The strident hum became even more strident and the saucer listed badly to starboard. Kroom glanced at Phroz; the latter increased the strength of the relocator beam. Strident became painful; the list increased by 20 degrees. Kroom’s mug of jilbar (possibly translatable as ‘coffee’, assuming coffee beans started out as ambulatory, multi-cellular lichen-like spores) slopped part of its contents down his shiny ebony uniform. Kroom considered intervening, but hesitated when he glimpsed the big pulsing vein in Phroz’s temple.

Phroz twisted the strength adjustment to maximum. Painful passed into inaudibility. The saucer lurched back toward the horizontal.

Bathed in blood red light the motionless creature began rising from the grass. It arrived within the testing chamber canted badly to one side and promptly fell over, with a crunch that caused the whole saucer to momentarily vibrate. Kroom looked toward Phroz. The abduction manual hadn't mentioned such noises – the target usually emitted a lowing sound (often accompanied by further gaseous emissions) and just occasionally, if the relocator had been set to the wrong frequency, a wet splattering as the digestive system everted its ruminated foodstuff. This particular black and white ungulate specimen merely laid silently upon its side, legs held stiffly away from the torso.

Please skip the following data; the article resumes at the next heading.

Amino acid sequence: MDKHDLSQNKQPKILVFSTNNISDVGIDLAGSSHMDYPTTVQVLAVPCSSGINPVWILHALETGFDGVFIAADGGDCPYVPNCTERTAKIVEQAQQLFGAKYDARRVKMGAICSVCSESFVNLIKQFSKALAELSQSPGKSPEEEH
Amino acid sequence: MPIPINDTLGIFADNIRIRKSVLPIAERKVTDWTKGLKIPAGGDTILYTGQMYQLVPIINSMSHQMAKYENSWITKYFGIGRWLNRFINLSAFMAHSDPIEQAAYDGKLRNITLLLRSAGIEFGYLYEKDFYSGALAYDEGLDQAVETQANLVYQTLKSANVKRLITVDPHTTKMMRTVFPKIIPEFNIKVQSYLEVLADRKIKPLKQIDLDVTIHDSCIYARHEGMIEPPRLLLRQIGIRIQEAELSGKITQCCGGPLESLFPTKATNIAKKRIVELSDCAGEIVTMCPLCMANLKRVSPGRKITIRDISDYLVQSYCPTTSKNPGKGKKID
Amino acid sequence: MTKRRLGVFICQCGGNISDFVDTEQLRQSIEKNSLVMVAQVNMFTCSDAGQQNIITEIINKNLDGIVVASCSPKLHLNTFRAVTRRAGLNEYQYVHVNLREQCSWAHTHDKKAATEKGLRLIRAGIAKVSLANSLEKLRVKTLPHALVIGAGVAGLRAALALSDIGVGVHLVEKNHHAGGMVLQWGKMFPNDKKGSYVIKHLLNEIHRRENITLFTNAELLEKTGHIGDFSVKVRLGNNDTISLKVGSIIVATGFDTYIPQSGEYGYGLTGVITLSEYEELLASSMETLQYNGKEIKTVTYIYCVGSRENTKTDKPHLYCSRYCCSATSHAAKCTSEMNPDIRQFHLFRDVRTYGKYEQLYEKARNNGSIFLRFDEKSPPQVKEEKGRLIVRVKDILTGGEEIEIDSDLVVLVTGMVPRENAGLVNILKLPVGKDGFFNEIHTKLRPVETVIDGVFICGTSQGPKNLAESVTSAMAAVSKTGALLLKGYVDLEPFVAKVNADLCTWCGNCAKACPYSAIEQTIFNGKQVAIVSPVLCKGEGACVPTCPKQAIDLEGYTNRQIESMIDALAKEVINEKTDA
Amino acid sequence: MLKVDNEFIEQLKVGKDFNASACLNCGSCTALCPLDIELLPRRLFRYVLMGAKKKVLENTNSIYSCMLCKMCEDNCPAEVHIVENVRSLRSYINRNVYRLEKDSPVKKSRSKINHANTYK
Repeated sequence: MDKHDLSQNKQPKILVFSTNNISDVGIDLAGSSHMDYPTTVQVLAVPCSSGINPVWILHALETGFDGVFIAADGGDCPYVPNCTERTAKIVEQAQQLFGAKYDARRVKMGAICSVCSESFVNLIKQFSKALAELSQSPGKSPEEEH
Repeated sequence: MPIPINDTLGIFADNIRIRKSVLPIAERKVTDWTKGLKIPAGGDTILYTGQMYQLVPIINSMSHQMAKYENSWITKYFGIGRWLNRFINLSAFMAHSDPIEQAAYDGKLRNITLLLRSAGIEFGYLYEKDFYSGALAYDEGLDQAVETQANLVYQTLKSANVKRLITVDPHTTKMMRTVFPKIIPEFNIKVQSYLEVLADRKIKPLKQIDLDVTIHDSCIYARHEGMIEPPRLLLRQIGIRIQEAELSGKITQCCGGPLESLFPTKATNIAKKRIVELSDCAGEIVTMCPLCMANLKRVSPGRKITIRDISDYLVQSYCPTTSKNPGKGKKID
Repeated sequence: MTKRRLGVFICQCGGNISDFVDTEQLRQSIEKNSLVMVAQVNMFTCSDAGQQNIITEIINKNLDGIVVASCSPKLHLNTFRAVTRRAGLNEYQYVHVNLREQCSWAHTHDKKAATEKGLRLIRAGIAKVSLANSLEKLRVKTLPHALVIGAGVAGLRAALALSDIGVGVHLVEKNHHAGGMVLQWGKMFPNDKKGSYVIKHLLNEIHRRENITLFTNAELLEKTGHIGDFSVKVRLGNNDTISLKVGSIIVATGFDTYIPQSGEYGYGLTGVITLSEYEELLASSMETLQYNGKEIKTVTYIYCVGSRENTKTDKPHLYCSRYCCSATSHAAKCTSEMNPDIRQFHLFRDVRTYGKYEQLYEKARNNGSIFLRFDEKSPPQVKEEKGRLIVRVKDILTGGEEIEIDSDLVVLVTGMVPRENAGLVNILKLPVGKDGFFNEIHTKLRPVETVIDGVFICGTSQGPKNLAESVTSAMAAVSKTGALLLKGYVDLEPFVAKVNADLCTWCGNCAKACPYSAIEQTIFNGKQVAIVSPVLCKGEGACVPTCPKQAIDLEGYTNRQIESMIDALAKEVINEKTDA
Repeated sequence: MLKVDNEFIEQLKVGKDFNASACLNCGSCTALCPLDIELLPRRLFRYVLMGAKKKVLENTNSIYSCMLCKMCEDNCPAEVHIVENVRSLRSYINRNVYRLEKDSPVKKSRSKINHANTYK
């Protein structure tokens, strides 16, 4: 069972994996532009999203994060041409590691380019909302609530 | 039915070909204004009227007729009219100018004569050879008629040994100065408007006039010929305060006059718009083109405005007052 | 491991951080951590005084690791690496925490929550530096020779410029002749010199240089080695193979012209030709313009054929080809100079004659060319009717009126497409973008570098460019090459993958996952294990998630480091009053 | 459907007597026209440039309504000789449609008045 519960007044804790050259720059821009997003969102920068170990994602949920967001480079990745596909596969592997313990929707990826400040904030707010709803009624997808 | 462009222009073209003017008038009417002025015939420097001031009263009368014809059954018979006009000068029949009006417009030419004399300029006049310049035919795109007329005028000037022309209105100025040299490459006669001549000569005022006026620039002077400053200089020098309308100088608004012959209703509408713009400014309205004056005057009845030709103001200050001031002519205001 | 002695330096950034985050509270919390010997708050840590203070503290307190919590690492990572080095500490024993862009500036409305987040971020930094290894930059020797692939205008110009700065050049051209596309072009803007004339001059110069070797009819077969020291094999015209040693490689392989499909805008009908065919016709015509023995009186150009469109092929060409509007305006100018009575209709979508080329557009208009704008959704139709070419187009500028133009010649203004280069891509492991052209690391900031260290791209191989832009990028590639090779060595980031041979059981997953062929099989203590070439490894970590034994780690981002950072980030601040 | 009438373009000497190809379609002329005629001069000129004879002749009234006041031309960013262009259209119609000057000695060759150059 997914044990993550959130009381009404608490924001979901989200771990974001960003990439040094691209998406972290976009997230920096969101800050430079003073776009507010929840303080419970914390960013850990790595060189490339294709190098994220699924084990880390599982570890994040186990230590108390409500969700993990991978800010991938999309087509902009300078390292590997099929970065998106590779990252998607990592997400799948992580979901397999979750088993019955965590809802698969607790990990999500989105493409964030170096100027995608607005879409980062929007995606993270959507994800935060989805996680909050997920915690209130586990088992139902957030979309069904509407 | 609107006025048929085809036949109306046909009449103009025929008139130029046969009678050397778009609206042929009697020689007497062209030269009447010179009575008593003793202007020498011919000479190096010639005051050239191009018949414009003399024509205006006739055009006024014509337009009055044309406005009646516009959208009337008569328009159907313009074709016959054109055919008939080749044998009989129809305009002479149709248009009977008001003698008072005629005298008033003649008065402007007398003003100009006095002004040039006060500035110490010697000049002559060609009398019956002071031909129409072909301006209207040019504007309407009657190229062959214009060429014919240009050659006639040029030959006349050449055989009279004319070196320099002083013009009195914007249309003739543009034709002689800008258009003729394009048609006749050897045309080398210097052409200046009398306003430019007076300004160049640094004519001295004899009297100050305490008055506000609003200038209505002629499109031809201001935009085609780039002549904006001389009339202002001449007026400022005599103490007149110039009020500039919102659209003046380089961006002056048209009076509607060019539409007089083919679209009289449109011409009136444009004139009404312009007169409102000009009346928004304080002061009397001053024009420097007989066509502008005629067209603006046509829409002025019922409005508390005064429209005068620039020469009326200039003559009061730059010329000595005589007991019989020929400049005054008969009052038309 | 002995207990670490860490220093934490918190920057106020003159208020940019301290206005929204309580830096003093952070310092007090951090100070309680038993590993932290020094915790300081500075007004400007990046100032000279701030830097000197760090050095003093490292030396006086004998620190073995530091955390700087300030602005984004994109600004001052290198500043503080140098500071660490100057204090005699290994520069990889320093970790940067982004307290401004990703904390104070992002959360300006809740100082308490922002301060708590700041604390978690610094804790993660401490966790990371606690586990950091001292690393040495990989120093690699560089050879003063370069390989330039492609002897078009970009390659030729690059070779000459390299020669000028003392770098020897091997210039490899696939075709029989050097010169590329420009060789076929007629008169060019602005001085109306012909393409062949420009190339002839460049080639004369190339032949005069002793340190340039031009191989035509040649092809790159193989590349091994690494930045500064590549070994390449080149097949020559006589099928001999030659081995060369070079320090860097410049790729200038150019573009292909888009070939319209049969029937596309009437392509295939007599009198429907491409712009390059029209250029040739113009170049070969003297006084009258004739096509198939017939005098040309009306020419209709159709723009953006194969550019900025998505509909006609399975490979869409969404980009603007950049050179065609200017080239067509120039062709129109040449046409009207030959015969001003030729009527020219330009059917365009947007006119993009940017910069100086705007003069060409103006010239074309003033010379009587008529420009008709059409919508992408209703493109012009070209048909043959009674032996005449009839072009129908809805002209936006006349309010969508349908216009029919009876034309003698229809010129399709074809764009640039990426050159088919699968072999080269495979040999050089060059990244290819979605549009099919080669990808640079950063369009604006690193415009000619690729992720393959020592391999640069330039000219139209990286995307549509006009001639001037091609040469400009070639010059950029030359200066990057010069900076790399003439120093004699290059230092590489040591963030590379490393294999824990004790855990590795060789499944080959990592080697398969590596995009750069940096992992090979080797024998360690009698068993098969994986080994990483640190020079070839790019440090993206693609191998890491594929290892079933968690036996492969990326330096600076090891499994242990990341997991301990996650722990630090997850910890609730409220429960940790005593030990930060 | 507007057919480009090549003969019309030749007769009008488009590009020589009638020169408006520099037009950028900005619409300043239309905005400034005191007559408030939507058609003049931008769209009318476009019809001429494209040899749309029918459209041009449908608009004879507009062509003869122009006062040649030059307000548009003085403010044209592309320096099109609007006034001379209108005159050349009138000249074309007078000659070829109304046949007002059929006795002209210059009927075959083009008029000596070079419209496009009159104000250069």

Perplexed, but now committed to following stated procedure, Phroz activated the biometric recorders and unleashed the probes. Side by side, Phroz and Kroom watched on the interior visicaster as the shiny metallic arms unfolded from their stations to sample the target.

When the fluid removal tool failed to penetrate the creatures' hide and the bowel intrusion probe reported that it could not locate an opening, Kroom pre-empted Phroz by hitting the field reverser control and dumping the creature unceremoniously out of the ship. It dropped twenty metres and embedded itself head first into the earth. Though inexperienced with this particular species, both saucernauts knew this to be unusual.

With a whooshing sound and a pulsing light-show, the saucer passed up through the clouds, exited the atmosphere and headed back to the advance reconnaissance base located on the far side of the Moon, in the crater referred to by the human designation Tsiolkovsky.

Ship log reported the mission inconclusive and recommended an immediate review of all known biometric samples. There was, however, some suggestion of incompetence on the part of the crew. They were re-assigned just in case.

Supplemental data: In 1978 the Milton Keynes Development Corporation, UK, contracted Canadian-born artist Liz Leyh to provide modern sculptures to decorate their new development. Constructed from items of scrap covered with fibre glass reinforced concrete, the six statues were sited at the southern end of an area of green space called Bancroft Park. On the night of December 10th 2005, one of the Concrete Cows was moved from its usual spot and partially buried. Local authorities assumed it was a prank.




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Books by Quantum Muse contributors and friends.
Transdimensional Blues

by
Raymond Coulombe
The Greer Agency

by
Harris Tobias
The Tooth Fairy War and Other Tales

by
Jeromy Henry